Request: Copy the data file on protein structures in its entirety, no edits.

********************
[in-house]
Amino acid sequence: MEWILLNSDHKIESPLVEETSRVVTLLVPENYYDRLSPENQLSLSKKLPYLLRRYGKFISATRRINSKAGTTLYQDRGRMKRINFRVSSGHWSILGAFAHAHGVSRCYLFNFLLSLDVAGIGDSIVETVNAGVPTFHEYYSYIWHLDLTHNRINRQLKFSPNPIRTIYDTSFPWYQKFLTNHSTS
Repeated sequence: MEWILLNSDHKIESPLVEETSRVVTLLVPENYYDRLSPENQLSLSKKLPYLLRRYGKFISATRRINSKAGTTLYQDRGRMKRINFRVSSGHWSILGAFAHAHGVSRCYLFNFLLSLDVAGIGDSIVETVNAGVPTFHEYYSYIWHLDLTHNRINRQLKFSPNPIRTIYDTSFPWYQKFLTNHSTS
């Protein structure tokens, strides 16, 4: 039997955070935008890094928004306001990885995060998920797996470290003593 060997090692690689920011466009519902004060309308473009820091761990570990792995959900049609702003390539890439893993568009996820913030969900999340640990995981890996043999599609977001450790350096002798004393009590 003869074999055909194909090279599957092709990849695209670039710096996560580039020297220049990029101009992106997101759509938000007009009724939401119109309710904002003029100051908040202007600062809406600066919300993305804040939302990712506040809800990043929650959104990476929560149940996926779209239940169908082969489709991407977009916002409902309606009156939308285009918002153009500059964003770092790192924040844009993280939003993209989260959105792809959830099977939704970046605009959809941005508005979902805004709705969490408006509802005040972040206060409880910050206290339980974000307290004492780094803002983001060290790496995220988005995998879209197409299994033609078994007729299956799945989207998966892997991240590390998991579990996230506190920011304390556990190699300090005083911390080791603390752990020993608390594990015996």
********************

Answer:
[in-house]
Amino acid sequence: MEWILLNSDHKIESPLVEETSRVVTLLVPENYYDRLSPENQLSLSKKLPYLLRRYGKFISATRRINSKAGTTLYQDRGRMKRINFRVSSGHWSILGAFAHAHGVSRCYLFNFLLSLDVAGIGDSIVETVNAGVPTFHEYYSYIWHLDLTHNRINRQLKFSPNPIRTIYDTSFPWYQKFLTNHSTS
Repeated sequence: MEWILLNSDHKIESPLVEETSRVVTLLVPENYYDRLSPENQLSLSKKLPYLLRRYGKFISATRRINSKAGTTLYQDRGRMKRINFRVSSGHWSILGAFAHAHGVSRCYLFNFLLSLDVAGIGDSIVETVNAGVPTFHEYYSYIWHLDLTHNRINRQLKFSPNPIRTIYDTSFPWYQKFLTNHSTS
């Protein structure tokens, strides 16, 4: 039997955070935008890094928004306001990885995060998920797996470290003593 060997090692690689920011466009519902004060309308473009820091761990570990792995959900049609702003390539890439893993568009996820913030969900999340640990995981890996043999599609977001450790350096002798004393009590 003869074999055909194909090279599957092709990849695209670039710096996560580039020297220049990029101009992106997101759509938000007009009724939401119109309710904002003029100051908040202007600062809406600066919300993305804040939302990712506040809800990043929650959104990476929560149940996926779209239940169908082969489709991407977009916002409902309606009156939308285009918002153009500059964003770092790192924040844009993280939003993209989260959105792809959830099977939704970046605009959809941005508005979902805004709705969490408006509802005040972040206060409880910050206290339980974000307290004492780094803002983001060290790496995220988005995998879209197409299994033609078994007729299956799945989207998966892997991240590390998991579990996230506190920011304390556990190699300090005083911390080791603390752990020993608390594990015996």